The following images show
the Statement of Facts that was presented to the
Superior Common Law Court, Nevada republic, concerning the "Missing" 13th Amendment to
the Constitution for the United States of America.
The said court being convened with the power and the authority
established by the 7th Article of the Bill of Rights,
The Superior Common Law Court Jury found that the
"Missing" 13th Amendment
was properly ratified and has been unlawfully removed
from the Constitution for the United States of Ameica by persons unknown,
and that said 13th Amendment was, and is now, the true law of the land.
Its decision cannot be reviewed by any other court of the land
The following images have been taken from the web site
of the TONA Research Committee:
We owe them a debt of great gratitude for their marvelous efforts.
These images show what the TONA Research Committee discovered in the archives of the various States and Territories.
The books were published from 1816 through 1876 and clearly show the inclusion of the "Missing" 13th Amendment, "Titles of Nobility and Honour," to the Constitution for the united States.
"If any citizen of the United States shall accept, claim, receive, or retain any title of nobility or honour, or shall without the consent of Congress, accept and retain any present, pension, office, or emolument of any kind whatever, from any emperor, king, prince, or foreign power, such person shall cease to be a citizen of the united States, and shall be incapable of holding any office of trust or profit under them, or either of them." - The true 13th Amendment to the Constitution for the united states of America
As each year has gone by the Committee has found more publications. And, as images from the newly found publications are made available they are posted to the web site.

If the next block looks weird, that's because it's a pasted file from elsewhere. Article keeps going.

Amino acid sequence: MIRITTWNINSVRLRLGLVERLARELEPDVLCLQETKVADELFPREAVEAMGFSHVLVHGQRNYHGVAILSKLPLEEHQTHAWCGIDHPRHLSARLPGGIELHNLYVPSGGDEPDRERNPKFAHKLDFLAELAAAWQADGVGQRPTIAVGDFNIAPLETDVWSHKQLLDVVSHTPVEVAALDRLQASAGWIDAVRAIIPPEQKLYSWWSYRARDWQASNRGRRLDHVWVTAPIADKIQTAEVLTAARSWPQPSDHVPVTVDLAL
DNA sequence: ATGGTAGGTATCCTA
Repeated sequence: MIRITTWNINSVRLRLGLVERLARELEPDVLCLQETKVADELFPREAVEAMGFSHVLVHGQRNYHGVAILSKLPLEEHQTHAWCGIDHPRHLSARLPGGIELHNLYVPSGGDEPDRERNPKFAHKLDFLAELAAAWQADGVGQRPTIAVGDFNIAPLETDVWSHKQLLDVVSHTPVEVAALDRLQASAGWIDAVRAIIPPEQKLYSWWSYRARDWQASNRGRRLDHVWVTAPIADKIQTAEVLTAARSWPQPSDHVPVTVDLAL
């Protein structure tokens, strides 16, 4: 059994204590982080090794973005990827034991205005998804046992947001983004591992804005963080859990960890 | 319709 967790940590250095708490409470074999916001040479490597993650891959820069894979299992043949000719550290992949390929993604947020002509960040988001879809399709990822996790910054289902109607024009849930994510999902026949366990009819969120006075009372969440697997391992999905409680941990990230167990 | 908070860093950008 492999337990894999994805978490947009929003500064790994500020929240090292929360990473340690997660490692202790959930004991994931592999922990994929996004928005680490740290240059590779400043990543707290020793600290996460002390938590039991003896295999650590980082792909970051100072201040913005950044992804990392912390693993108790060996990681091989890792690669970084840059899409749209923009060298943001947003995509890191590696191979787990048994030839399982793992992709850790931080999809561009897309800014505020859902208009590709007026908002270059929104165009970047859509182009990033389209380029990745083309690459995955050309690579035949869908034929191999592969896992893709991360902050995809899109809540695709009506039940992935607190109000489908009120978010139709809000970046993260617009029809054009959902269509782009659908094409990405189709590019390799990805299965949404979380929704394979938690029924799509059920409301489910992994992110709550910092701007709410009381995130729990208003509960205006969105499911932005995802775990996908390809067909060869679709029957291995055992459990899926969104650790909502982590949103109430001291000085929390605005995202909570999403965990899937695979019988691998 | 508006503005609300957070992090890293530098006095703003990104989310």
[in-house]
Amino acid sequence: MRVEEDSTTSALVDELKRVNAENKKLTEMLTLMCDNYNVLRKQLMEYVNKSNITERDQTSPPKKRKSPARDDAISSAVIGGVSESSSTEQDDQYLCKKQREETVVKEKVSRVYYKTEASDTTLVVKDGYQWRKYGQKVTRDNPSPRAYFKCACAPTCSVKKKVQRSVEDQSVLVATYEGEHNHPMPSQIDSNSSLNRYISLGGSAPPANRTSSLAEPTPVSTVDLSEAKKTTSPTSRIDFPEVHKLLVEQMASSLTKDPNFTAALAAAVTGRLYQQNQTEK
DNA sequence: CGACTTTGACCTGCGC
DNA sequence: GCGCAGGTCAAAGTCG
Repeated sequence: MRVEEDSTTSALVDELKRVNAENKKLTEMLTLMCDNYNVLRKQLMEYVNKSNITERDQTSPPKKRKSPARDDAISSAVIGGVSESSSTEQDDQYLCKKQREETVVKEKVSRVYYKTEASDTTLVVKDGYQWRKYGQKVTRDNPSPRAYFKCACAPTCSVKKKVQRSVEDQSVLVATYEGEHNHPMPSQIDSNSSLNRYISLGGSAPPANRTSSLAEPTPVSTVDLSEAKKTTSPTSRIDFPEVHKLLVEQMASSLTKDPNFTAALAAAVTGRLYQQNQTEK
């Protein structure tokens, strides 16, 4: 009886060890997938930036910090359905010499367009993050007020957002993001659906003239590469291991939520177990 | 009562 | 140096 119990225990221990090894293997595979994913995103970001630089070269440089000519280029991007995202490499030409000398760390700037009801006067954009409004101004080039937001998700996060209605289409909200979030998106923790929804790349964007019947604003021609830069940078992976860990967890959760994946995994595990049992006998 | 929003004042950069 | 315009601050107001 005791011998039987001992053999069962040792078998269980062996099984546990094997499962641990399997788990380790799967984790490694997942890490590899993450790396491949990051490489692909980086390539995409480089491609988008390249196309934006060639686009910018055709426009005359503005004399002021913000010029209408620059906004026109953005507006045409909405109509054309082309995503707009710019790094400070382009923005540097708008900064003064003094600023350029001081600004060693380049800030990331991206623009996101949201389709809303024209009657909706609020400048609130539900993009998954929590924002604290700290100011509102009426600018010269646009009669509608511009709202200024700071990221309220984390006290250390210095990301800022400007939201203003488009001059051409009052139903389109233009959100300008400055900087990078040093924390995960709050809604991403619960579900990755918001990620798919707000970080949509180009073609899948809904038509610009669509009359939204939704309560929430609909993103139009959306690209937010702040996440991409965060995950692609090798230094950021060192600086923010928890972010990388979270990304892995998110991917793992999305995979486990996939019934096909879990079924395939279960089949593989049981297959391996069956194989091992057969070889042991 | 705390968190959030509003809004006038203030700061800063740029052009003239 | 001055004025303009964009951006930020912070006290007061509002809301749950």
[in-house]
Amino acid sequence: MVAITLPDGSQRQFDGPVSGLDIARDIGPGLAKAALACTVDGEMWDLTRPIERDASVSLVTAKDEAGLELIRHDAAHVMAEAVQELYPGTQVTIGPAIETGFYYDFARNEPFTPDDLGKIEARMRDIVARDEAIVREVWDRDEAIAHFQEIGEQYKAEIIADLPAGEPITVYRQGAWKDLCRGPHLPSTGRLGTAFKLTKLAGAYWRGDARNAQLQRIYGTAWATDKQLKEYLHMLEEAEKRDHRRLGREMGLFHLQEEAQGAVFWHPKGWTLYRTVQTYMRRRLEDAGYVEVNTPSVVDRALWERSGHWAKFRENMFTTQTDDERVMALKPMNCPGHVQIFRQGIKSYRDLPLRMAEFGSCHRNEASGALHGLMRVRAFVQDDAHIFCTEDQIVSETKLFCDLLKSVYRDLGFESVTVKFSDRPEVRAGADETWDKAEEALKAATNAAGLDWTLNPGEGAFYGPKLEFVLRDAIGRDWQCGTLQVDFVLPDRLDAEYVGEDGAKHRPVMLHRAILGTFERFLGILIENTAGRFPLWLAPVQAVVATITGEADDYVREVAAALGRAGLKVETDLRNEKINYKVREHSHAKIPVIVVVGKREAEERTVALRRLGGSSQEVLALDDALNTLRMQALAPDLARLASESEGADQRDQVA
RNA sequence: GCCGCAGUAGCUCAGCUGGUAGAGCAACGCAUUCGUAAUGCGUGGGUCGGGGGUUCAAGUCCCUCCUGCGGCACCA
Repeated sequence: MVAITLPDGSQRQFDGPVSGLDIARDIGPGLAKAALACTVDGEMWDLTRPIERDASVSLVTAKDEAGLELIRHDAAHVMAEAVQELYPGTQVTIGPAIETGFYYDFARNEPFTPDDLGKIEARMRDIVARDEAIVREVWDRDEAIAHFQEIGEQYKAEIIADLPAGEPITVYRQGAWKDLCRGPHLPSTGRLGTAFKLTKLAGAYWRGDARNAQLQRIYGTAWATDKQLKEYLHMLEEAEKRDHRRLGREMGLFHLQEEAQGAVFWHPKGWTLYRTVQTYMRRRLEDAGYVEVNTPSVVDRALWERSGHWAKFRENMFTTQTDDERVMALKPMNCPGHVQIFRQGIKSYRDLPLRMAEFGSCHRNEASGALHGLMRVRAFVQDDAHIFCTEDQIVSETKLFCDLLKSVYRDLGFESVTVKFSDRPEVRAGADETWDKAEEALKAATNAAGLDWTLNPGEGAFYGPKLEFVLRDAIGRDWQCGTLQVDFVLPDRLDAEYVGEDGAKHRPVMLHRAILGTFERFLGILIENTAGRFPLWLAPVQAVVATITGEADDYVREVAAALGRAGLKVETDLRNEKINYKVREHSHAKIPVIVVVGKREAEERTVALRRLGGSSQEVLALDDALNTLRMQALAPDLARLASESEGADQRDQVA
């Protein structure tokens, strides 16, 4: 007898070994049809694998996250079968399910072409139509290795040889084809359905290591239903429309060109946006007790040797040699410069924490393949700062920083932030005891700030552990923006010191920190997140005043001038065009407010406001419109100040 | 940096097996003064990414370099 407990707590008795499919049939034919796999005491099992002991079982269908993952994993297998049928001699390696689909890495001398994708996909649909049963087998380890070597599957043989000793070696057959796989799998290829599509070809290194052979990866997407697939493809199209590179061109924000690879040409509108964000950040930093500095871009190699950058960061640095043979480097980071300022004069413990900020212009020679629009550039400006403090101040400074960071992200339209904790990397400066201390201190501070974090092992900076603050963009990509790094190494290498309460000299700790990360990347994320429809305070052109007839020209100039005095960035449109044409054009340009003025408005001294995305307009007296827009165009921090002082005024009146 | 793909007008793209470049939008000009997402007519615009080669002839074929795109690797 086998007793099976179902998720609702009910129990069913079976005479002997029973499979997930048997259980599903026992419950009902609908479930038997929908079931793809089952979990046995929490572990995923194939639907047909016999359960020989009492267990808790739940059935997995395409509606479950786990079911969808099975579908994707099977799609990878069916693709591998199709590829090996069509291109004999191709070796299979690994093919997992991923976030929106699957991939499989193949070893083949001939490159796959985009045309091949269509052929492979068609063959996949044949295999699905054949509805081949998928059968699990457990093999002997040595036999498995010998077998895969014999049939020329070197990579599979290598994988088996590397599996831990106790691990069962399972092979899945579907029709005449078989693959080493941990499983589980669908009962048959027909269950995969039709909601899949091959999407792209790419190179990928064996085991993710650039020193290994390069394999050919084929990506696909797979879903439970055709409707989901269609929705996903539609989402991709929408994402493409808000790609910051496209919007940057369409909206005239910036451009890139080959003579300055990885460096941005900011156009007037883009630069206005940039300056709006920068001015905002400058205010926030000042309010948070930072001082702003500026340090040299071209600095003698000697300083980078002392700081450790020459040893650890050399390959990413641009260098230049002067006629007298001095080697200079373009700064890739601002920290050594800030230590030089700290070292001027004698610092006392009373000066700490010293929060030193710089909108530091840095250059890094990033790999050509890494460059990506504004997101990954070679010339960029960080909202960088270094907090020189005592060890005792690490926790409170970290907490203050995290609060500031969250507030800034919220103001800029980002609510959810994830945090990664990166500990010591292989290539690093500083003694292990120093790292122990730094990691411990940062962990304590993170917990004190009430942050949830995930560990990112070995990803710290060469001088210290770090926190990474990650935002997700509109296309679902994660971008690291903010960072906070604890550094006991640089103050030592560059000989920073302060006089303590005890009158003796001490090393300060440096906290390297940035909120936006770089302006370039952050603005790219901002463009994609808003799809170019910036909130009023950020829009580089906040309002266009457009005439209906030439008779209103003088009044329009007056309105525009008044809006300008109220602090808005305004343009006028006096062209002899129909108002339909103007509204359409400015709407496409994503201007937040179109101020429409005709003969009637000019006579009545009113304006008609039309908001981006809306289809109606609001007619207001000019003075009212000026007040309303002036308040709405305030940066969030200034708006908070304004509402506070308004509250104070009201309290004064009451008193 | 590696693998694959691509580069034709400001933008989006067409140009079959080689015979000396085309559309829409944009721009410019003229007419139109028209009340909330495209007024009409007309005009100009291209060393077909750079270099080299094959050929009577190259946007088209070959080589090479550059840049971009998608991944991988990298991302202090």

In each of the years indicated there is positive proof that a publication of the Laws of the indicated State or Territory was printed that included the true 13th Amendment in its proper place as a valid part of the Constitution for the united States of America. Years shown in blue are the years for which the publications have been located and for which there are images printed herein.
Chronology of Events
The 13th Amendment was proposed in the 11th congress, 2nd session in 1810. The proposed Amendment was then sent to the States for Ratification. At the time there were 17 States and ¾ had to ratify. This meant 13 States were required for Ratification.
Ratified - Feb. 2, 1811
Ratified - Feb. 6, 1811
Pennsylvania published its Laws in 1818, 1824, and 1831, showing the 13th Amendment in its proper place
and validly existing as a part of the Constitution for the united States of America.
Images of the 1818 and 1824 publications have been located
Ratified - Feb. 13, 1811
Ratified - Dec. 13, 1811
Rejected - May 11,1813
Even though Connecticut rejected the Amendment
it still recognized the validity of the ratification process
and published the Connecticut Laws in 1821, 1824, 1835, and 1839,
all showing the 13th Amendment.
Ratified - Feb. 27, 1812
Massachusetts published its Laws in 1816 and in 1823, both of which contain the 13th Amendment